In the latest update, four ISMG editors discuss the alarming, bizarre case of a cardiologist in Venezuela charged with developing malware and recruiting affiliates, recent ransomware and data leak incidents in healthcare and how the economy is causing mature cybersecurity startups to slow hiring.
When Colonial Pipeline suffered an outage in May 2021 as a result of an attack by the DarkSide crime syndicate, numerous governments changed their approach to ransomware and began treating it as a national security threat, says Rapid7's Jen Ellis. She details what needs to happen next.
The Russian-language criminal syndicate behind the notorious Conti ransomware has retired that brand name, after having already launched multiple spinoffs to make future operations more difficult to track or disrupt, threat intelligence firm Advanced Intelligence reports.
Criminals are doubling down on their use of information-stealing malware, such as Cryptobot, RedLine Stealer and QuilClipper, to steal private keys and siphon off cryptocurrency being stored in internet-connected hot wallets or to raid cryptocurrency holders' online exchange accounts.
Ransomware group Conti, which has been holding to ransom crypto-locked Costa Rican government systems since April, has claimed on its leak site Conti News that it has "insiders" in the country's government, and that they are working toward the compromise of "other systems."
U.S. authorities have charged a cardiologist based in Venezuela with developing and selling multiple strains of ransomware, including Jigsaw and Thanos, as well as recruiting affiliates to use the crypto-locking malware against victims in return for a cut of any ransoms paid.
In the latest "Proof of Concept," Lisa Sotto, Jeremy Grant and ISMG editors discuss the significance of Apple, Google and Microsoft supporting the FIDO protocol's passwordless sign-in standard, progress made on Biden's cybersecurity executive order and updates on U.S. cybersecurity and privacy laws.
Italian police reportedly thwarted attempts to disrupt online voting for the music competition Eurovision, allegedly perpetrated by a hacking group called Killnet in retaliation for Russia not being allowed to compete at this year's festival, due to its invasion of Ukraine.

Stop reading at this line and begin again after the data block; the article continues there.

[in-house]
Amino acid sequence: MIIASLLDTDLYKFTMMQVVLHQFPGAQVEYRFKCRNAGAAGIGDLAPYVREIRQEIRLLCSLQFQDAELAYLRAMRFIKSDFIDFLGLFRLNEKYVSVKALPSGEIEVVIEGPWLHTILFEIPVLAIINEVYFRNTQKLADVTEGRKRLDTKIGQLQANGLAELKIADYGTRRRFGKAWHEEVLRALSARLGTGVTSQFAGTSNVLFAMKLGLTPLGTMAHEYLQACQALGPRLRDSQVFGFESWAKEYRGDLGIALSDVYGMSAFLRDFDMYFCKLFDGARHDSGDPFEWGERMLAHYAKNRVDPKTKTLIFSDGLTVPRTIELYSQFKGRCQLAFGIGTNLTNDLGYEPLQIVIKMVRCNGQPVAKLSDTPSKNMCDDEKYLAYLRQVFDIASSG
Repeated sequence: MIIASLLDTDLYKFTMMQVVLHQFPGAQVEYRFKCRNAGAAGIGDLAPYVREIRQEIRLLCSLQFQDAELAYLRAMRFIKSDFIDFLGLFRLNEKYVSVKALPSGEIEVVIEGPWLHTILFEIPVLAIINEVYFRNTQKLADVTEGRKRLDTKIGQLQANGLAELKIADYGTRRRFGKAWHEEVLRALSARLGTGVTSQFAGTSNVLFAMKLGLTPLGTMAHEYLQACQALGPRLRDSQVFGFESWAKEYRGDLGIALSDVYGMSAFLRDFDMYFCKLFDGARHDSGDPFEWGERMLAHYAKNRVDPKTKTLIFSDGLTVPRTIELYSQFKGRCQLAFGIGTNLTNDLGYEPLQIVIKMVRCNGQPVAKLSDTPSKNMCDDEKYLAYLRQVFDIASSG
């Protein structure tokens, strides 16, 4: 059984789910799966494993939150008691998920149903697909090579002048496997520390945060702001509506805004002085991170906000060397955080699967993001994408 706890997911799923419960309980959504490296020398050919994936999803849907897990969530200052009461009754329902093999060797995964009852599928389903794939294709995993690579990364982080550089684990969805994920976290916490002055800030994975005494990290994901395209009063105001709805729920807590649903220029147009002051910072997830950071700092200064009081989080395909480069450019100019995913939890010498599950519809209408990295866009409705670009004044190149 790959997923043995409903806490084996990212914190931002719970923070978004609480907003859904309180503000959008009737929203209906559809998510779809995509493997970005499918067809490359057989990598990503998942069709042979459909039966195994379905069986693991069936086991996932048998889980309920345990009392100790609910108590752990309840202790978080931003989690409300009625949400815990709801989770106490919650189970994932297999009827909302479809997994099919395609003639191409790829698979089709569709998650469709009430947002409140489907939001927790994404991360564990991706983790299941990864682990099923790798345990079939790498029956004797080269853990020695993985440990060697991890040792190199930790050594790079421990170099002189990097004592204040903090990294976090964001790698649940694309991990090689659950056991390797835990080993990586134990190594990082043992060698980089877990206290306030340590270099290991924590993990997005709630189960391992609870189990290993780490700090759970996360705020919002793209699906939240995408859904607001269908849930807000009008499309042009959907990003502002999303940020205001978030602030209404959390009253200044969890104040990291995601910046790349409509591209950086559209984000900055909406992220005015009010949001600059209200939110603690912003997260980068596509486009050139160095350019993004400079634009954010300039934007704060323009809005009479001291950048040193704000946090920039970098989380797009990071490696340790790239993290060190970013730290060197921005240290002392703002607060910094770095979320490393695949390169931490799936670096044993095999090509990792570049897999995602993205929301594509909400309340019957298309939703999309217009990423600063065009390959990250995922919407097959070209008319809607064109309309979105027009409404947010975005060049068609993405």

If you were a nation with legions of hackers at your disposal, seeking to sidestep crippling international sanctions, would you look to ransomware to fund your regime? That question is posed by new research that finds state-sponsored North Korean hackers haven't stopped their ransomware experiments.
A post-exploitation framework dubbed IceApple has been targeting global organizations that use Internet Information Services - Microsoft's extensible web server software - and Microsoft Exchange servers since at least 2021, says Falcon OverWatch, the proactive threat hunting team at CrowdStrike.
In the latest update, four editors at Information Security Media Group discuss the intriguing insights exposed by the leak of ransomware gang Conti's internal communications, the U.S. Treasury's first-ever sanctions on a cryptocurrency mixer and the latest cyber activity in Russia's hybrid war.
As the Russia-Ukraine war continues, cybersecurity officials say the risk of attack spillover - and perhaps the direct targeting of critical infrastructure sectors outside Ukraine - remains high. The memo for CISOs is clear: Remain prepared.
Viasat's satellite communications suffered an outage an hour before the Russian invasion of Ukraine began on Feb. 24. The company said it was a cyberattack, but did not identify the attacker. The U.S., U.K., EU and Ukraine have now attributed this attack to Russia.
As the Russia-Ukraine war continues, what cybersecurity lessons should be learned? At the CyberUK conference in Wales, cybersecurity czars focused on surprises - including low online attack volume and the role of hacktivists - and lauded Ukraine's cyber resilience, honed by years of stress testing.
Russia's use of wiper malware, DDoS attacks and targeted disinformation show it no longer depends on traditional methods in its war with Ukraine. John Walker, a professor and counterintelligence expert, says organizations need to be "more realistic" about how they handle cyberattacks.